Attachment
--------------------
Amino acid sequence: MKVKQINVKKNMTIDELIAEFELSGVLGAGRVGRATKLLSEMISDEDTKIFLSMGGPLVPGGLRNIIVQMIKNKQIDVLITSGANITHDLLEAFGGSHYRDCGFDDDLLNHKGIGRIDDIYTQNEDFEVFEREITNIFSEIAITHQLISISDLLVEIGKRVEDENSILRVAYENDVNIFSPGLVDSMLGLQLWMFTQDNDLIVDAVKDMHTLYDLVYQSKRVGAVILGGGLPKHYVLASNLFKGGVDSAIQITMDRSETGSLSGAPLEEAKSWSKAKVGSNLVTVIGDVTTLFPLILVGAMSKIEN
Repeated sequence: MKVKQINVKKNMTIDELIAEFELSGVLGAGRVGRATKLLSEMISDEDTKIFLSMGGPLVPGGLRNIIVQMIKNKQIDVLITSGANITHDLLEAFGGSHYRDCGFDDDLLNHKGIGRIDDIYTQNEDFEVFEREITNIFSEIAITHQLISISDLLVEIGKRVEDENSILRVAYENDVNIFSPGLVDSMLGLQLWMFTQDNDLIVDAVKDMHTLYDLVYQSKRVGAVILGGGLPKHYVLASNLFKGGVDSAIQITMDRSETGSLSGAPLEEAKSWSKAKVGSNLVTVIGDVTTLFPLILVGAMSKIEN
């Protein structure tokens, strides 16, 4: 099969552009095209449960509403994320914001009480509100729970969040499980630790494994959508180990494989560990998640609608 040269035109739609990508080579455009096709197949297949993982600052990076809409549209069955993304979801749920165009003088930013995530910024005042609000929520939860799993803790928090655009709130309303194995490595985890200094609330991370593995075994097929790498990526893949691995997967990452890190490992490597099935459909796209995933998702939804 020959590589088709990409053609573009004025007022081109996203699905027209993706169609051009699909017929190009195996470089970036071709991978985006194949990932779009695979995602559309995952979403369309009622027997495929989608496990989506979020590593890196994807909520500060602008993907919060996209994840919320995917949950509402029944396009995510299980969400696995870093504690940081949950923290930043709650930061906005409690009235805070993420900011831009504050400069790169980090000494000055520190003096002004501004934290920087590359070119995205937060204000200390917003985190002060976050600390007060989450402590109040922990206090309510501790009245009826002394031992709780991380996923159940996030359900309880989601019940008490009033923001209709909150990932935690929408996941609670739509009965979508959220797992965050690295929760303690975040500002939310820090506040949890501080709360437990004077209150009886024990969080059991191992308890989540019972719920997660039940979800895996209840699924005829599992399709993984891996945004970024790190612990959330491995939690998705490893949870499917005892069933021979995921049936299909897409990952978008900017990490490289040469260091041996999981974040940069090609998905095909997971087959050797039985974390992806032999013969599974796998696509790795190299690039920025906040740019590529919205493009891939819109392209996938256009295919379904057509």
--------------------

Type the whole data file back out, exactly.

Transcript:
Amino acid sequence: MKVKQINVKKNMTIDELIAEFELSGVLGAGRVGRATKLLSEMISDEDTKIFLSMGGPLVPGGLRNIIVQMIKNKQIDVLITSGANITHDLLEAFGGSHYRDCGFDDDLLNHKGIGRIDDIYTQNEDFEVFEREITNIFSEIAITHQLISISDLLVEIGKRVEDENSILRVAYENDVNIFSPGLVDSMLGLQLWMFTQDNDLIVDAVKDMHTLYDLVYQSKRVGAVILGGGLPKHYVLASNLFKGGVDSAIQITMDRSETGSLSGAPLEEAKSWSKAKVGSNLVTVIGDVTTLFPLILVGAMSKIEN
Repeated sequence: MKVKQINVKKNMTIDELIAEFELSGVLGAGRVGRATKLLSEMISDEDTKIFLSMGGPLVPGGLRNIIVQMIKNKQIDVLITSGANITHDLLEAFGGSHYRDCGFDDDLLNHKGIGRIDDIYTQNEDFEVFEREITNIFSEIAITHQLISISDLLVEIGKRVEDENSILRVAYENDVNIFSPGLVDSMLGLQLWMFTQDNDLIVDAVKDMHTLYDLVYQSKRVGAVILGGGLPKHYVLASNLFKGGVDSAIQITMDRSETGSLSGAPLEEAKSWSKAKVGSNLVTVIGDVTTLFPLILVGAMSKIEN
């Protein structure tokens, strides 16, 4: 099969552009095209449960509403994320914001009480509100729970969040499980630790494994959508180990494989560990998640609608 040269035109739609990508080579455009096709197949297949993982600052990076809409549209069955993304979801749920165009003088930013995530910024005042609000929520939860799993803790928090655009709130309303194995490595985890200094609330991370593995075994097929790498990526893949691995997967990452890190490992490597099935459909796209995933998702939804 020959590589088709990409053609573009004025007022081109996203699905027209993706169609051009699909017929190009195996470089970036071709991978985006194949990932779009695979995602559309995952979403369309009622027997495929989608496990989506979020590593890196994807909520500060602008993907919060996209994840919320995917949950509402029944396009995510299980969400696995870093504690940081949950923290930043709650930061906005409690009235805070993420900011831009504050400069790169980090000494000055520190003096002004501004934290920087590359070119995205937060204000200390917003985190002060976050600390007060989450402590109040922990206090309510501790009245009826002394031992709780991380996923159940996030359900309880989601019940008490009033923001209709909150990932935690929408996941609670739509009965979508959220797992965050690295929760303690975040500002939310820090506040949890501080709360437990004077209150009886024990969080059991191992308890989540019972719920997660039940979800895996209840699924005829599992399709993984891996945004970024790190612990959330491995939690998705490893949870499917005892069933021979995921049936299909897409990952978008900017990490490289040469260091041996999981974040940069090609998905095909997971087959050797039985974390992806032999013969599974796998696509790795190299690039920025906040740019590529919205493009891939819109392209996938256009295919379904057509």